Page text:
When I first started to focus on introverts, I didn’t fully appreciate the full extent to which introverts were marginalized or stereotyped. I had an inkling, but I was surprised pervasiveness of misinformation and misunderstandings. I just thought introverts were cool and under-served! So it’s been fascinating over the past few years to witness (and I hope, contribute to) the shift of introverts being thought of as anti-social loners to being valued for their creative and introspective gifts.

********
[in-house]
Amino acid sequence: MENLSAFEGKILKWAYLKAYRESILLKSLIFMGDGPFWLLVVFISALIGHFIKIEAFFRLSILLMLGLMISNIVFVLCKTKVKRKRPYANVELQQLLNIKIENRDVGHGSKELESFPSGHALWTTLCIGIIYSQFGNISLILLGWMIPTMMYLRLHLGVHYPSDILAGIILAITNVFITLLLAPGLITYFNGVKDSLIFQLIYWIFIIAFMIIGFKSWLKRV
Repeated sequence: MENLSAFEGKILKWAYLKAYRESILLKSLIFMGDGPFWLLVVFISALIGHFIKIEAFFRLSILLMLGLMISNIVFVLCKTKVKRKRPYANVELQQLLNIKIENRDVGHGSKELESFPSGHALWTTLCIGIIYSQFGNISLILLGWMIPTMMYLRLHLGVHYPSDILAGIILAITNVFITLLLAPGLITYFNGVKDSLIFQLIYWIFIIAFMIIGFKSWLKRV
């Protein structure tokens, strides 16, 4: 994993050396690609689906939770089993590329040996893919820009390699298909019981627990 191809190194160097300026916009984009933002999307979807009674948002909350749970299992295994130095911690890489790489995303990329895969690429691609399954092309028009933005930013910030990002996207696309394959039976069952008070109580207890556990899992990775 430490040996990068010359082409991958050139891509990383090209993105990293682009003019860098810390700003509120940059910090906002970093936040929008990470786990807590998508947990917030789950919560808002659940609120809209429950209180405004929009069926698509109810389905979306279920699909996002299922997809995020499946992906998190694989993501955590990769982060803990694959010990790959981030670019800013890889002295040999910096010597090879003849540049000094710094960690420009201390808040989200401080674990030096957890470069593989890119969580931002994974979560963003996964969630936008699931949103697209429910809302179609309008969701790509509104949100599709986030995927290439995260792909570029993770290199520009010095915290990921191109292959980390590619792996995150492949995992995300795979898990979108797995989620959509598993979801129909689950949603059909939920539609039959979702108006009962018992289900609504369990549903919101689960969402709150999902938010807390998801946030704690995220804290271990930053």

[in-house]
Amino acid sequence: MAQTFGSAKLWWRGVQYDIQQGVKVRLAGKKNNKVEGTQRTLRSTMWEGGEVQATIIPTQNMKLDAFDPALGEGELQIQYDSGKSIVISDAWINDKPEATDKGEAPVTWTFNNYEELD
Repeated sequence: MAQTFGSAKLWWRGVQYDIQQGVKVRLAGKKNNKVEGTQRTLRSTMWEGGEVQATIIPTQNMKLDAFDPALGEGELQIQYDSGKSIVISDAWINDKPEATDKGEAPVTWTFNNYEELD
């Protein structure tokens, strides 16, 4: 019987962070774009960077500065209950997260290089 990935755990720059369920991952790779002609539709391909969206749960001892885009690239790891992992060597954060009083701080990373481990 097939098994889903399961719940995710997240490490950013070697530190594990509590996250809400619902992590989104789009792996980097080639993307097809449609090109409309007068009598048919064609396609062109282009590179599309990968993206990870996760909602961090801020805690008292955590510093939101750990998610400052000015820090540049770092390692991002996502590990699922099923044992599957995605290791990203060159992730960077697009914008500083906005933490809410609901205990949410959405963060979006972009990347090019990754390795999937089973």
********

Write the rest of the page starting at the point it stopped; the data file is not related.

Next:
While most people would more officially call me a coach and consultant, I prefer to think of myself as guide and mentor. I work with introvert entrepreneurs, supporting them as they build sustainable, energetically aligned businesses. I emphasize four things with my clients: awareness, alignment, action, and accountability. Introverts have long been given messages by society that we have to be something we’re not (natural extroverts) in order to succeed. So you could add a fifth “a” to my list: authenticity. I believe that when we fully accept, understand, and live according to who we are, at our core, we can create work that’s going to bring us happiness and fulfillment.